Kallista 1957


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Art studios

I make art with Mum.

1959 poster for Bill's studio

Mum works with Bill Onus in his studio down the hill. I watch through the door as she burns designs into wooden boomerangs and cuts stencils for silk screen printing onto fabric. Bill's son is called Lin. He's about my age. We play outside. Mum brings work home and she shows me how to draw with the electric 'red hot poker' she uses to burn designs on boomerangs.


Tiriki Onus, Lin Onus's son, on video
in the First Peoples exhibition, Melbourne Museum

December 31, 2016

This boomerang in the First Peoples exhibition at Melbourne Museum makes me think of my mother, as it's painted with designs that she learnt from Bill Onus. I watch a video of Bill's grandson Tiriki (pictured) explaining how Bill made art not just to carry him, but 'to carry everyone forward'.

Seeing this reconnects me to memories of my mother drawing and painting Bill's designs on fabrics as well as on boomerangs, and memories of her feeling encouraged by Bill to make art.

Since childhood I was told that Indigenous ways of connecting are available to everyone, and that the most powerful way is through the arts. I like how this description of Indigenous experience transcends differences in experience, training and belief.

The "dreaming" is not a set of beliefs which is being lost because it is nolonger valid, it is rather a way of talking, of seeing, of knowing, and a set of practices, which is as obtuse, as mysterious and as beautiful as any poetry...it depends on people living in the country, travelling through it and naming it, constantly making new stories and songs.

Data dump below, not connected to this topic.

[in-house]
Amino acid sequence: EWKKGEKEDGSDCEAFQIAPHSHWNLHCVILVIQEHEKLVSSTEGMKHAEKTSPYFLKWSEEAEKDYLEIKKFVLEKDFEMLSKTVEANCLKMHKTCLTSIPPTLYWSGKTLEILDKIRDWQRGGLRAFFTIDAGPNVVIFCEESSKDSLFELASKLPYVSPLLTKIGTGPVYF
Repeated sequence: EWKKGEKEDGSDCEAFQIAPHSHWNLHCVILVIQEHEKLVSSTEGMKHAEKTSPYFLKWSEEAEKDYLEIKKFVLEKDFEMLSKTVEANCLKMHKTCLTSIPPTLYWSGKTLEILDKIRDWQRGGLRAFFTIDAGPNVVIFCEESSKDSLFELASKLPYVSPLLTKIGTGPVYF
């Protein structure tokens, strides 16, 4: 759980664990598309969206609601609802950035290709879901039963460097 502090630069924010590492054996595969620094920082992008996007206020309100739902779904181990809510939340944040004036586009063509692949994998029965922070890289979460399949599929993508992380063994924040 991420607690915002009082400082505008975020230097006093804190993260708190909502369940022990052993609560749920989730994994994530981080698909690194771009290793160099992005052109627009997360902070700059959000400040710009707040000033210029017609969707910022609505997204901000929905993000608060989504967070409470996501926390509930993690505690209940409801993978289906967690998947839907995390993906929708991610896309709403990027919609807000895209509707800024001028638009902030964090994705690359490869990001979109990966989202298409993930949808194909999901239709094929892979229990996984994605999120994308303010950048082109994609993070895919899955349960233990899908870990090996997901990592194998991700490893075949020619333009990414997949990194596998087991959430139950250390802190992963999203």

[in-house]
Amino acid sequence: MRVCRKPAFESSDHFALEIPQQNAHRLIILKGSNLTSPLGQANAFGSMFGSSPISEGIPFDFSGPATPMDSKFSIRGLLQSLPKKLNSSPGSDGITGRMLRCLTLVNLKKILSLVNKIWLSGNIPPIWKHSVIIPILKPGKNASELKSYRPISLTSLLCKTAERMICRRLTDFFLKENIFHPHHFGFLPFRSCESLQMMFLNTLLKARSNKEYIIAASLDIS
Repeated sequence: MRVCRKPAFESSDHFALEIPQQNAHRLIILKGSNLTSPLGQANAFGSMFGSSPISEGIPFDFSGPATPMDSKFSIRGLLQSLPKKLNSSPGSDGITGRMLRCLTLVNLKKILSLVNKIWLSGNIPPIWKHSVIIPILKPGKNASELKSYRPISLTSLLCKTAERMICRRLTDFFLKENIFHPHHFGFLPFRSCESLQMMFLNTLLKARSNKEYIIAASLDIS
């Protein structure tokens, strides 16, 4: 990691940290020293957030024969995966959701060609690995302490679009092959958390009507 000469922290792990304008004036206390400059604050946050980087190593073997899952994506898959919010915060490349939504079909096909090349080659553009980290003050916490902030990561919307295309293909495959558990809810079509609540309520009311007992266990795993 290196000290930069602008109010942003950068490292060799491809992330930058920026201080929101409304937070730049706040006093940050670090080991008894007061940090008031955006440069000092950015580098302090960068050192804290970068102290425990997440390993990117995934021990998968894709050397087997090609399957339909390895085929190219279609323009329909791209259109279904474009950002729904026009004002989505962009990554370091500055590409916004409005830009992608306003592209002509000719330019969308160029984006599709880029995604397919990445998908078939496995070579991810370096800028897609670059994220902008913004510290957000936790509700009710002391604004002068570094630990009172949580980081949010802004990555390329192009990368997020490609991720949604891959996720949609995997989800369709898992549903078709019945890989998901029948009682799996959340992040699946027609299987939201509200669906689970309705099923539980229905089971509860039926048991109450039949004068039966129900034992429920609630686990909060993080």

Benterrak, K., Muecke, S., Roe, P., 1984, Reading the Country, p. 14, Freemantle Arts Centre Press


Tom's studio, circa 1925.

Tom's studio is in the garden of "Talisman" and I play there with Mum. She makes clag by quickly mixing flour and boiling hot water until she gets a clear smooth paste. We sit together on the studio floor and paste bits of coloured paper onto glass jars. When that's dry we paint black lines between the bits. Dusty old canvas stretchers and tubes of oil paint are scattered about. I get Alizarin Crimson on my fingers and spread little marks on the doorknobs all through the house. I still love that colour.


Albert Namatjira, the Aboriginal artist, goaled for six months with hard labour for supplying liquor to fellow Aboriginals.

On the Beach by Neville Chute published.

Margot Fonteyn toured Australia as the guest of the Borovansky Ballet.

The Australian Almanac, Pub. Angus & Robertson 1985